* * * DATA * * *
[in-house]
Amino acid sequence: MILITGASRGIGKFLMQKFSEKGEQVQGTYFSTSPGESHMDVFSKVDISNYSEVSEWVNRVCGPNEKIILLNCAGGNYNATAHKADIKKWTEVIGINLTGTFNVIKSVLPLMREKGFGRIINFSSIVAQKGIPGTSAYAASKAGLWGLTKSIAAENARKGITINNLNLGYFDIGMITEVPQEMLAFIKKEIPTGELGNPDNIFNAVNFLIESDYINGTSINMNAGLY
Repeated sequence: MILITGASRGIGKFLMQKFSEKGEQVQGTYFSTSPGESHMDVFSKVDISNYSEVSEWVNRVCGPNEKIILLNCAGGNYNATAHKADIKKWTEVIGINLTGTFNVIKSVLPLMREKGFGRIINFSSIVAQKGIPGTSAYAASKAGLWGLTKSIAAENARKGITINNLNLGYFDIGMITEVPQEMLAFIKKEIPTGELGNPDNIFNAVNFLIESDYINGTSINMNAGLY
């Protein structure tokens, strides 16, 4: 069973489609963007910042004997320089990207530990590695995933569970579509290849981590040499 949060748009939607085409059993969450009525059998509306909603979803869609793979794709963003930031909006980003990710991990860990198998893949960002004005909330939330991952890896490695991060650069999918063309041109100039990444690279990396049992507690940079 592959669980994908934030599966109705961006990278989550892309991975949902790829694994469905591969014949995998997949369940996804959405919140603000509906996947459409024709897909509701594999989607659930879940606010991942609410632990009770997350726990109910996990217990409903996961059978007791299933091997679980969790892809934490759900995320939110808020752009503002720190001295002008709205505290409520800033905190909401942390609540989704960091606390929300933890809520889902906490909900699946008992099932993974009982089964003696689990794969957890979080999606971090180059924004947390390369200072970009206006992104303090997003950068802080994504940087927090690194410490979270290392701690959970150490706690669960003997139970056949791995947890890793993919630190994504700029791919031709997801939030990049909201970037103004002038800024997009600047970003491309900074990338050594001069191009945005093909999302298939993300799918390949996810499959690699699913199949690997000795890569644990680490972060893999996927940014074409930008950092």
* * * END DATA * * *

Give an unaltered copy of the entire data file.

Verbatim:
[in-house]
Amino acid sequence: MILITGASRGIGKFLMQKFSEKGEQVQGTYFSTSPGESHMDVFSKVDISNYSEVSEWVNRVCGPNEKIILLNCAGGNYNATAHKADIKKWTEVIGINLTGTFNVIKSVLPLMREKGFGRIINFSSIVAQKGIPGTSAYAASKAGLWGLTKSIAAENARKGITINNLNLGYFDIGMITEVPQEMLAFIKKEIPTGELGNPDNIFNAVNFLIESDYINGTSINMNAGLY
Repeated sequence: MILITGASRGIGKFLMQKFSEKGEQVQGTYFSTSPGESHMDVFSKVDISNYSEVSEWVNRVCGPNEKIILLNCAGGNYNATAHKADIKKWTEVIGINLTGTFNVIKSVLPLMREKGFGRIINFSSIVAQKGIPGTSAYAASKAGLWGLTKSIAAENARKGITINNLNLGYFDIGMITEVPQEMLAFIKKEIPTGELGNPDNIFNAVNFLIESDYINGTSINMNAGLY
């Protein structure tokens, strides 16, 4: 069973489609963007910042004997320089990207530990590695995933569970579509290849981590040499 949060748009939607085409059993969450009525059998509306909603979803869609793979794709963003930031909006980003990710991990860990198998893949960002004005909330939330991952890896490695991060650069999918063309041109100039990444690279990396049992507690940079 592959669980994908934030599966109705961006990278989550892309991975949902790829694994469905591969014949995998997949369940996804959405919140603000509906996947459409024709897909509701594999989607659930879940606010991942609410632990009770997350726990109910996990217990409903996961059978007791299933091997679980969790892809934490759900995320939110808020752009503002720190001295002008709205505290409520800033905190909401942390609540989704960091606390929300933890809520889902906490909900699946008992099932993974009982089964003696689990794969957890979080999606971090180059924004947390390369200072970009206006992104303090997003950068802080994504940087927090690194410490979270290392701690959970150490706690669960003997139970056949791995947890890793993919630190994504700029791919031709997801939030990049909201970037103004002038800024997009600047970003491309900074990338050594001069191009945005093909999302298939993300799918390949996810499959690699699913199949690997000795890569644990680490972060893999996927940014074409930008950092």